The Story of Carolista Baum and Jockey’s Ridge

This excerpt is from a piece on Jockey’s Ridge by Sarah Perry from Our State Magazine. Her full article with more history on Jockey’s Ridge can be found here:

Thank you Sarah for detailing this story so well, and keeping the legend of Carolista Baum alive!


“On a sticky summer morning in 1973, three kids belonging to Carolista Fletcher Baum raced across South Virginia Dare Trail toward Jockey’s Ridge. Their feet sank as they barreled up the hill, and they knelt to catch their breath at the top. They saw Albemarle Sound. They saw Bodie Island Lighthouse, the Atlantic Ocean, and the mainland. They also saw a yellow bulldozer scooping the sand below them into its clutches.

After they ran down the hill and returned home, they told their mother what they’d seen. Baum marched across the street, and the three children watched their mother stomp up to the bulldozer. Baum stood tall, shoulders back, her wild hair straying in the wind from her bun — the chestnut bun that people knew her by, wrapped loosely around a bandana, that she’d burrow pens, pencils, and sunglasses inside of. Ann-Cabell Baum Andersen, the oldest daughter, doesn’t recall now what her mother said. She just remembers the driver shut down the engine. And later, when Baum was certain the driver had retreated on foot, she snuck back and twisted off the bulldozer’s distributor cap so the engine couldn’t start back up the next day.

Baum was a statuesque woman known for her beauty, charm, and flair, with a raspy voice and warm, brown eyes. “My mom was hot pink, fuchsia, purple, bright blue,” Ann-Cabell says. “Not white.”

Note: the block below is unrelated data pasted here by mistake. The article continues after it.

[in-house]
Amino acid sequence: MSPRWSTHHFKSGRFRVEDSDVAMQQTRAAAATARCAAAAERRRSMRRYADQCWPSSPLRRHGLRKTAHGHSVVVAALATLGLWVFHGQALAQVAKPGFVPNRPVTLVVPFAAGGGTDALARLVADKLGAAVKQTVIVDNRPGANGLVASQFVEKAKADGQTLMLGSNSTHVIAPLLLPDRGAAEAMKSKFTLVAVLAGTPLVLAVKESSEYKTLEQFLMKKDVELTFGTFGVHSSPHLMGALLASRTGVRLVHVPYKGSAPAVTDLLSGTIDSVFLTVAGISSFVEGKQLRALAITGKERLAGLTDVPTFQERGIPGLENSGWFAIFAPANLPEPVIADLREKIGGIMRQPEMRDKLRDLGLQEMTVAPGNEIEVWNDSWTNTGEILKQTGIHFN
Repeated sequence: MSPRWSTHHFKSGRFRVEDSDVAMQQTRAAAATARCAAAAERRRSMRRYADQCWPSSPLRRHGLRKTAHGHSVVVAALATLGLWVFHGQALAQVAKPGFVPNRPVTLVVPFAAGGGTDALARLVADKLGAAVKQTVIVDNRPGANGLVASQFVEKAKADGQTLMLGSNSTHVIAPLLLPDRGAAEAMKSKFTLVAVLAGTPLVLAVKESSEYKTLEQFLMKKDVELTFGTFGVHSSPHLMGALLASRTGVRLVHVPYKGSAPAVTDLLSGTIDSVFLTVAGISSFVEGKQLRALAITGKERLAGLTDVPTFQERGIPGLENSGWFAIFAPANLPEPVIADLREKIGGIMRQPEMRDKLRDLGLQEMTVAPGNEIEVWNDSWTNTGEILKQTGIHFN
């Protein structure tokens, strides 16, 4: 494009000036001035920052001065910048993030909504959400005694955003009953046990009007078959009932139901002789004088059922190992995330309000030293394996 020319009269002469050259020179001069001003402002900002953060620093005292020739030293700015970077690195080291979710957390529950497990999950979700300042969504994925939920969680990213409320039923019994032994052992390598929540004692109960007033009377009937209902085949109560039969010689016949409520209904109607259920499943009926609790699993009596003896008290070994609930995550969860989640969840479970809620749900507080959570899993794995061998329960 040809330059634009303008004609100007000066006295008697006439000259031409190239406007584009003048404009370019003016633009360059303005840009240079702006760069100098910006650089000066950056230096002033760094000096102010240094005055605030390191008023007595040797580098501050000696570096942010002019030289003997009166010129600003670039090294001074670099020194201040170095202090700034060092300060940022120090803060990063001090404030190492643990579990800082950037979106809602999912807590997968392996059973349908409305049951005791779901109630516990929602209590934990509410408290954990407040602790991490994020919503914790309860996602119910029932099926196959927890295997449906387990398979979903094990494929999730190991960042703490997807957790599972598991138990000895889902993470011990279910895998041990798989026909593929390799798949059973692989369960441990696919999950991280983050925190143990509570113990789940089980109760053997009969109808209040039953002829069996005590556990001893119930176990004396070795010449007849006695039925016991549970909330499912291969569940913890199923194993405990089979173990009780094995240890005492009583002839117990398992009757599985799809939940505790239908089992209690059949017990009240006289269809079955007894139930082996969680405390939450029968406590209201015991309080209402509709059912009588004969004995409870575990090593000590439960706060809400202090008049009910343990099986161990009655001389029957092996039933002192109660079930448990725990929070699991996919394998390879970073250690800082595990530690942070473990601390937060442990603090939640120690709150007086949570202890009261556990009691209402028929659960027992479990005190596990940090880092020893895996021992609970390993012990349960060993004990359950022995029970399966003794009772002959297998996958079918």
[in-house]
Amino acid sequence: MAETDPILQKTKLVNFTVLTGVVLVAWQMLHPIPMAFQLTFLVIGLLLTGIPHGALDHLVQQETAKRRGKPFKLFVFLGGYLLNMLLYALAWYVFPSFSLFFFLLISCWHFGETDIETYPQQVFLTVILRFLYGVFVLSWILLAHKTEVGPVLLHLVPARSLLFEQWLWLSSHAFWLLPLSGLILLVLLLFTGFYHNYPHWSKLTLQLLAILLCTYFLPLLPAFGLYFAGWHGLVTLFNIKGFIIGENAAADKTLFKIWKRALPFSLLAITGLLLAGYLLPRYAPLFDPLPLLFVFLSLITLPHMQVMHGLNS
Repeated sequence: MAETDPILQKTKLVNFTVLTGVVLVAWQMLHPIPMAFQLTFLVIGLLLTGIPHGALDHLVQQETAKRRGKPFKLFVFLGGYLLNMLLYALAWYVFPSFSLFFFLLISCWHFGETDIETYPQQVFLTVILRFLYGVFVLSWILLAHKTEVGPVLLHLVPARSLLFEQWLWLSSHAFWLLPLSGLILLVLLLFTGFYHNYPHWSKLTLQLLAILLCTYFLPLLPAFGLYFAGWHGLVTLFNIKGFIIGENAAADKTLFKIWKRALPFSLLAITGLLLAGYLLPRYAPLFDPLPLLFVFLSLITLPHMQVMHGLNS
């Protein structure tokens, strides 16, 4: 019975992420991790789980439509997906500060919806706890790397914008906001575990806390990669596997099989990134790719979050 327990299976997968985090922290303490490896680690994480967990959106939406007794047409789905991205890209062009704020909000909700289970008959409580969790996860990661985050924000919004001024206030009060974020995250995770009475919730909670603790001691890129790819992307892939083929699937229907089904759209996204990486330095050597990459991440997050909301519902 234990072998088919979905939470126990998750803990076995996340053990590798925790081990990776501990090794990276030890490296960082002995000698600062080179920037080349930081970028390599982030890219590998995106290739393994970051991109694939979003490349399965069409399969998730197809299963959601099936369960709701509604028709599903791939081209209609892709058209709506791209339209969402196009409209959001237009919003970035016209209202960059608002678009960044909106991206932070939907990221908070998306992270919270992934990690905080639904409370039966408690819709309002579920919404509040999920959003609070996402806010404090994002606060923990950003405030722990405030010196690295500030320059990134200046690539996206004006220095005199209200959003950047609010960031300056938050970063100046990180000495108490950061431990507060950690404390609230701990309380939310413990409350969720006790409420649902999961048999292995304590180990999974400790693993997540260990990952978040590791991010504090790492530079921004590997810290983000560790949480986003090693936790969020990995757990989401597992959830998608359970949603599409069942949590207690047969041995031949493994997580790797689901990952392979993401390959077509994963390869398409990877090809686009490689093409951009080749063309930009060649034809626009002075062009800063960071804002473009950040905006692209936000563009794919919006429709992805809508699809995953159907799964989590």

The morning after standing in front of the bulldozer, Baum paraded around Nags Head and began gathering signatures to save Jockey’s Ridge. Store owners set out collection jars to buy property. Baum formed a nonprofit, The People to Preserve Jockey’s Ridge, which mailed more than 10,000 letters.

Baum walked every day to her store, Carolista’s Jewelry, and painted signs that said “Save our Dunes” with faint sand hills in the background. She stacked pamphlets and bumper stickers in her shop for customers. When people called her disorganized, she said, “Everything’s organized in my mind.”

She installed a telephone next to the counter to call legislators and raise funds while she worked. When frustrated, she coiled its cord around her fingers until her arm was a lump of wire.

She painted a small shack watermelon pink and sat it on the dunes. Ann-Cabell, her sister Inglis, and brother Gibbs stood in the hut and sold bumper stickers, notepads, kites, stationery, and square feet of the dunes for $5 each. The three kids got no sweet tea until they were finished at the hut.

When Baum severed her right two middle fingers making jewelry, she taught herself to write letters left-handed. When Ann-Cabell developed pneumonia, Baum’s phone calls and letters continued from her daughter’s bedside.

Jockey’s Ridge had consumed her life.

Her magnetism wasn’t lost on reporters. News stories bordered on outright admiration. “Carolista Baum must surely be the reincarnation of an Olympian Fury,” wrote journalist Alan Murray. The Chapel Hill Newspaper wrote: “She has built a state-wide reputation for bothering people until they do what she wants.” Others noted her energy and “worldly” methods, and called her a “formidable crusader.”

For three weeks, Baum drove daily to Raleigh to pester politicians. She persuaded songwriters to sing about Jockey’s Ridge and invited filmmakers to the dunes. Her efforts even motivated poet Carl Sandburg. “Save the dunes,” he said. “They belong to the people. They represent the signature of time and eternity. Their loss would be irrevocable.”

Eventually in 1975, North Carolina listened and declared Jockey’s Ridge a state park.

That summer Ann-Cabell, Inglis, and Gibbs walked triumphantly to the ridge before sunrise. They tromped around the highest slope, dragging their feet through the sand in organized lines. When they returned to the house, they woke their mother. Baum walked to the door and saw a message drawn in the dunes that she’d saved. “Happy Birthday, Mom.”’